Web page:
The Canadian Federation of Nurses Unions is calling on the Patented Medicine Prices Review Board (PMPRB) to move ahead with new regulations and their accompanying guidelines in the face of growing pressure from the pharmaceutical industry and certain industry-funded patient groups.
“We are concerned that the PMPRB failed to release their guidelines, yesterday, for regulations coming into effect on January 1, 2021,” said Linda Silas, president of the Canadian Federation of Nurses Unions. “Given the lack of justification for this delay, we are worried that the regulatory body is bowing to mounting industry pressures to stymie these necessary changes.”
The PMPRB is a regulatory body tasked with ensuring patented medicines sold in Canada are not excessively priced. The implementation of these long-anticipated reforms, which would make patented medicines significantly more affordable for Canadians, have been subject to previous delays.
Federal Health Minister, Patty Hajdu, recently stated that she is not open to any further regulatory delays.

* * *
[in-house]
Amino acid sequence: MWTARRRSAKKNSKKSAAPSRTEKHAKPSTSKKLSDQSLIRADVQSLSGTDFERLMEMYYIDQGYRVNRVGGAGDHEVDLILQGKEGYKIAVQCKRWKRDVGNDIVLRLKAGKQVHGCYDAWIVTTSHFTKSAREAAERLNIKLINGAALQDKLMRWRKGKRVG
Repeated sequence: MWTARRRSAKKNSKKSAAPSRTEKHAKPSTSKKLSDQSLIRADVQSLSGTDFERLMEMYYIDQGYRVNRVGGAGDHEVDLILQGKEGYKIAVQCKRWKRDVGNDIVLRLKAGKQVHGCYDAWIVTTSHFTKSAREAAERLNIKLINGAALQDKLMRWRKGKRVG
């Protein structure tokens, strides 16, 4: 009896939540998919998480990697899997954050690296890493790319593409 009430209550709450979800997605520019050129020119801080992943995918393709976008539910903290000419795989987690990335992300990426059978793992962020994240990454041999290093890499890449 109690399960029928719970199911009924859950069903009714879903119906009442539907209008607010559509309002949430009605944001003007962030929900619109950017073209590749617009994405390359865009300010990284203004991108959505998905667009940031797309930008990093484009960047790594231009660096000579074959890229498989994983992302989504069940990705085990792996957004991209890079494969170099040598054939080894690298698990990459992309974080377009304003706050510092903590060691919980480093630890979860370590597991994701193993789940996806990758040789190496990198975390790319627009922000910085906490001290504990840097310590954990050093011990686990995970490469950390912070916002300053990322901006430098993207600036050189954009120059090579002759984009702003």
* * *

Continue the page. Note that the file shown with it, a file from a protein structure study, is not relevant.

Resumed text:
“We’re encouraged by Minister Hajdu’s stance, but we would like to see the guidelines to these new regulations released in earnest,” said Silas.
“It’s high time we put people before profits — the health of Canadians before corporate greed. Big Pharma and other special interests that oppose affordable medicines can fearmonger all they want, but their attempts at misinformation have repeatedly been debunked by the PMPRB.”
The regulatory changes are expected to save Canadians an estimated $13 billion over the next decade and set the stage for the implementation of a public, single-payer universal pharmacare program.
“It is time for the PMPRB to confidently move ahead with their vital work,” concluded Silas. “We can’t have any more delays; the guidelines must swiftly be released ahead of January 1, 2021, when the regulations are slated to take effect.”
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The CFNU is Canada’s largest nurses’ organization, representing nearly 200,000 nurses and student nurses, and advocating on key health priorities.
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